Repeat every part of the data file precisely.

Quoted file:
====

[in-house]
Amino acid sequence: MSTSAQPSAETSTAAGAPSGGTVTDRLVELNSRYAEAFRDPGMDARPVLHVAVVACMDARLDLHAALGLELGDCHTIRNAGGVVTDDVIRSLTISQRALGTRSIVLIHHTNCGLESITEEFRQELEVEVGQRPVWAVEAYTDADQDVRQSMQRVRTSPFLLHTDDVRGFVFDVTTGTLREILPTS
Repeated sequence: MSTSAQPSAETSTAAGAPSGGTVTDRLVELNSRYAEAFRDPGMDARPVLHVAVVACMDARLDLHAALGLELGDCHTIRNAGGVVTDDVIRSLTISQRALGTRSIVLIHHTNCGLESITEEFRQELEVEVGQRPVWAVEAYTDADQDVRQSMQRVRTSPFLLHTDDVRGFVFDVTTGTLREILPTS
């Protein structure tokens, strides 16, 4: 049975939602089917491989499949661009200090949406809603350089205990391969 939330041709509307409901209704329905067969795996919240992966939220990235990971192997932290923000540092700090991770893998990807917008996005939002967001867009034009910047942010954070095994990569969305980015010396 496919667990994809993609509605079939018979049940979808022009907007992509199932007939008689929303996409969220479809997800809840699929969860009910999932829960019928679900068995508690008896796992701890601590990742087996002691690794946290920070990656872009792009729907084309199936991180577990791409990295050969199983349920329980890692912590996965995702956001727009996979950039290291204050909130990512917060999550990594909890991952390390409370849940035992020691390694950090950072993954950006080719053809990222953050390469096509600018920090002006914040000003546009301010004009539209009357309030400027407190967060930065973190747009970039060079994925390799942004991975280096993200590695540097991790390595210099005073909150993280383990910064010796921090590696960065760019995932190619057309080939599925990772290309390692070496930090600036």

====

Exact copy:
[in-house]
Amino acid sequence: MSTSAQPSAETSTAAGAPSGGTVTDRLVELNSRYAEAFRDPGMDARPVLHVAVVACMDARLDLHAALGLELGDCHTIRNAGGVVTDDVIRSLTISQRALGTRSIVLIHHTNCGLESITEEFRQELEVEVGQRPVWAVEAYTDADQDVRQSMQRVRTSPFLLHTDDVRGFVFDVTTGTLREILPTS
Repeated sequence: MSTSAQPSAETSTAAGAPSGGTVTDRLVELNSRYAEAFRDPGMDARPVLHVAVVACMDARLDLHAALGLELGDCHTIRNAGGVVTDDVIRSLTISQRALGTRSIVLIHHTNCGLESITEEFRQELEVEVGQRPVWAVEAYTDADQDVRQSMQRVRTSPFLLHTDDVRGFVFDVTTGTLREILPTS
């Protein structure tokens, strides 16, 4: 049975939602089917491989499949661009200090949406809603350089205990391969 939330041709509307409901209704329905067969795996919240992966939220990235990971192997932290923000540092700090991770893998990807917008996005939002967001867009034009910047942010954070095994990569969305980015010396 496919667990994809993609509605079939018979049940979808022009907007992509199932007939008689929303996409969220479809997800809840699929969860009910999932829960019928679900068995508690008896796992701890601590990742087996002691690794946290920070990656872009792009729907084309199936991180577990791409990295050969199983349920329980890692912590996965995702956001727009996979950039290291204050909130990512917060999550990594909890991952390390409370849940035992020691390694950090950072993954950006080719053809990222953050390469096509600018920090002006914040000003546009301010004009539209009357309030400027407190967060930065973190747009970039060079994925390799942004991975280096993200590695540097991790390595210099005073909150993280383990910064010796921090590696960065760019995932190619057309080939599925990772290309390692070496930090600036």